I ran into my former supervisor from the university at the farmers’ market yesterday. Returning to her sweatshop department is not at the top of my list of preferred work options. However, it is many years since I worked there, and things might have improved, for all I know. We had one of those conversations where you say where everyone you know is now. This is usual for musicians and itinerant college teachers. I don’t know whether insurance agents and nurses have this kind of conversation: “Oh, yeah, Kelly’s over at Central now. Beau’s at St. Mark’s. He took Marsha’s spot when she went to hospice. I think Tom went to Nashville, but his wife is at Memorial. Yeah, it’s rough, but that’s how it is in this business.”

She asked me whether I was interested in part-time work. I was noncommittal.  The thing is, I make two to four times as much plying The Dark Art as I do teaching. This means that I could spend half my time searching for clients and half on billable work, and still be ahead, compared with teaching. It’s also very hard to limit part-time teaching to the hours for which you’re actually paid. You may have ten hours in the classroom and really work thirty. And you have no security — you have to be rehired every term, and even then, your class may not make and you’ll be out of work again. This makes it hard to see part-time teaching as desirable, though fulltime teaching may still be a good choice for me.

It was good to see her. I like her, even if I didn’t necessarily like working for her. I told her that I didn’t know if contract work was the best choice for me, and she said she knew what I meant; she is always hunting the next grant. We stood in silent contemplation for a few minutes, looking solemnly over the bok choy and radishes as we thought about the essential uncertainty of our positions.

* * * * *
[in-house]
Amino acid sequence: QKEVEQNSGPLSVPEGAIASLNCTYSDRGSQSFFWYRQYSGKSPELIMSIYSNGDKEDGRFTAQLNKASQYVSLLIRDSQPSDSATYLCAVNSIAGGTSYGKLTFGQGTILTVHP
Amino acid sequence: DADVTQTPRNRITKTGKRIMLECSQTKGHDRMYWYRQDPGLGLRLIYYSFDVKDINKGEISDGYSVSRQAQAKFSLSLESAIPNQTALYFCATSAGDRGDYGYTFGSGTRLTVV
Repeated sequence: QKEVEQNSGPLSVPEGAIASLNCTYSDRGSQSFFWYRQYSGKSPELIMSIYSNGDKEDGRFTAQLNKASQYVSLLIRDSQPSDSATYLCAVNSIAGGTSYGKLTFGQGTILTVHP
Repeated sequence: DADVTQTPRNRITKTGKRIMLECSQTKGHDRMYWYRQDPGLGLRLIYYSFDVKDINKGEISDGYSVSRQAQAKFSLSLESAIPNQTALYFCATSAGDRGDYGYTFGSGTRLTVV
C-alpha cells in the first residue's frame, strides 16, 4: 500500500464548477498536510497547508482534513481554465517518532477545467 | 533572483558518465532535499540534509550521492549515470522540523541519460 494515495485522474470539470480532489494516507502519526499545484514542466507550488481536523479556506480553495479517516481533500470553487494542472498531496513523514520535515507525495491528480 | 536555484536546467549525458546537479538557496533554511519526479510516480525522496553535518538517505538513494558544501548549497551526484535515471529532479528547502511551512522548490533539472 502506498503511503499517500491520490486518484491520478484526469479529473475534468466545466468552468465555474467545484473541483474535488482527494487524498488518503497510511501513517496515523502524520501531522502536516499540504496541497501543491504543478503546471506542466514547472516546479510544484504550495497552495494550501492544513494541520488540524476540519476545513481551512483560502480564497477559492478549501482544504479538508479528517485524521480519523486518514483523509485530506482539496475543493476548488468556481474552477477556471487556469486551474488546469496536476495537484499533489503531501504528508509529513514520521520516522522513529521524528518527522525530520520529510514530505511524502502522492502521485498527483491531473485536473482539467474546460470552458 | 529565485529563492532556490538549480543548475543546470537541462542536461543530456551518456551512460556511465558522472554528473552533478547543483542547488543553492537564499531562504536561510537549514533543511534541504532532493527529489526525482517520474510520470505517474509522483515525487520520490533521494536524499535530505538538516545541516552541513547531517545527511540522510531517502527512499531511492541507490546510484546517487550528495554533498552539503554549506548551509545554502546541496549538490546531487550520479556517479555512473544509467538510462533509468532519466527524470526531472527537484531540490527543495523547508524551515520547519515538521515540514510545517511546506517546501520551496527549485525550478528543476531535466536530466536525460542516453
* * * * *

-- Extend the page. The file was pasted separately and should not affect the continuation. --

Life is essentially uncertain, though. You never know what may happen. The key is to see this as an adventure.

I closed the kitchen show at last, filled my kitchen with fine fruits and vegetables and whole grains, made chicken soup, put sliced banana bread (low fat, low sugar, high fiber) in the freezer for future breakfasts, cleaned house enough to make it tolerable, did a little work in the garden, made a bit more jewelry, knitted, and read.

It was a pleasant day.

It was not a relaxed day, I have to admit. I don’t feel unemployed, but I also don’t feel all that employed. A really relaxing day off is hard to accomplish if you still sort of feel like a jobhunter. That Man sent me an email not long ago saying that a small business person has to be prepared to work 24/7. I always tried to get him to take time off, actually, back when he was a small business person. I think people are more productive if they take time off. But not, I suppose, if you spend that time fretting over work.

And today is the day to take #2 son to Governor’s School. This is a program for rising high school seniors. They get to spend six weeks on a college campus, doing college-level work. #2 daughter did this, and it was a wonderful experience for her. You do miss your kid, though. It will probably be easier, since we are by now old hands at sending our kids off.

It involves a day full of driving, and there are very scary roads between here and there, as I recall. I think I have been successful in persuading my husband to do all the driving. Really, it’s a kindness. He’s a terrible passenger. Fidgety, you know, and always wanting to tell the driver what to do. I intend to take my book and my knitting and ignore the scary roads as much as possible.

I don’t think I’ve been too bad with the anticipatory anxiety this time, actually (I got that phrase from my Overcoming Agoraphobia book). Unless I’ve just been masking it by worrying about work instead.

I’d better rouse the other participants in today’s undertaking.